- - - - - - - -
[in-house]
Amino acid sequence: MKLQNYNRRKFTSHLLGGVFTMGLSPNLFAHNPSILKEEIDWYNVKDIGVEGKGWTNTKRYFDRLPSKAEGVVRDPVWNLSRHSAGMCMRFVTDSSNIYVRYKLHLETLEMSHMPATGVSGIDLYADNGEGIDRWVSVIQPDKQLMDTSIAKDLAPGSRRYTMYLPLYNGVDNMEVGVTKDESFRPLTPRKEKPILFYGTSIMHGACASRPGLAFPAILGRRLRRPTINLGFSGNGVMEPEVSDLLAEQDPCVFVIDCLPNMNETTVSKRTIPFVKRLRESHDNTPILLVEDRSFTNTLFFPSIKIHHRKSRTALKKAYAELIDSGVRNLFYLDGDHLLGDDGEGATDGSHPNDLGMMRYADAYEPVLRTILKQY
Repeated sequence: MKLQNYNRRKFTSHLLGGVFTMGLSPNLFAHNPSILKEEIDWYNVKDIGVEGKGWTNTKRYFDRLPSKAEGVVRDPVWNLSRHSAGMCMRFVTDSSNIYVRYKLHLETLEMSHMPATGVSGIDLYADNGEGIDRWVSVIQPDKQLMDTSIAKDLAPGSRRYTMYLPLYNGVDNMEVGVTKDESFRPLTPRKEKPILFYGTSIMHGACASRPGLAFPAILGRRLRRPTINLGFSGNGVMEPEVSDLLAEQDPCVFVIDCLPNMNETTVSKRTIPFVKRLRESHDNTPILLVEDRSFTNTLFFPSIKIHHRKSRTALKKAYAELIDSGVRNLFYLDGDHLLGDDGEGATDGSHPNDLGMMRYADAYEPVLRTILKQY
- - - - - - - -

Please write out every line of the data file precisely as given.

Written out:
[in-house]
Amino acid sequence: MKLQNYNRRKFTSHLLGGVFTMGLSPNLFAHNPSILKEEIDWYNVKDIGVEGKGWTNTKRYFDRLPSKAEGVVRDPVWNLSRHSAGMCMRFVTDSSNIYVRYKLHLETLEMSHMPATGVSGIDLYADNGEGIDRWVSVIQPDKQLMDTSIAKDLAPGSRRYTMYLPLYNGVDNMEVGVTKDESFRPLTPRKEKPILFYGTSIMHGACASRPGLAFPAILGRRLRRPTINLGFSGNGVMEPEVSDLLAEQDPCVFVIDCLPNMNETTVSKRTIPFVKRLRESHDNTPILLVEDRSFTNTLFFPSIKIHHRKSRTALKKAYAELIDSGVRNLFYLDGDHLLGDDGEGATDGSHPNDLGMMRYADAYEPVLRTILKQY
Repeated sequence: MKLQNYNRRKFTSHLLGGVFTMGLSPNLFAHNPSILKEEIDWYNVKDIGVEGKGWTNTKRYFDRLPSKAEGVVRDPVWNLSRHSAGMCMRFVTDSSNIYVRYKLHLETLEMSHMPATGVSGIDLYADNGEGIDRWVSVIQPDKQLMDTSIAKDLAPGSRRYTMYLPLYNGVDNMEVGVTKDESFRPLTPRKEKPILFYGTSIMHGACASRPGLAFPAILGRRLRRPTINLGFSGNGVMEPEVSDLLAEQDPCVFVIDCLPNMNETTVSKRTIPFVKRLRESHDNTPILLVEDRSFTNTLFFPSIKIHHRKSRTALKKAYAELIDSGVRNLFYLDGDHLLGDDGEGATDGSHPNDLGMMRYADAYEPVLRTILKQY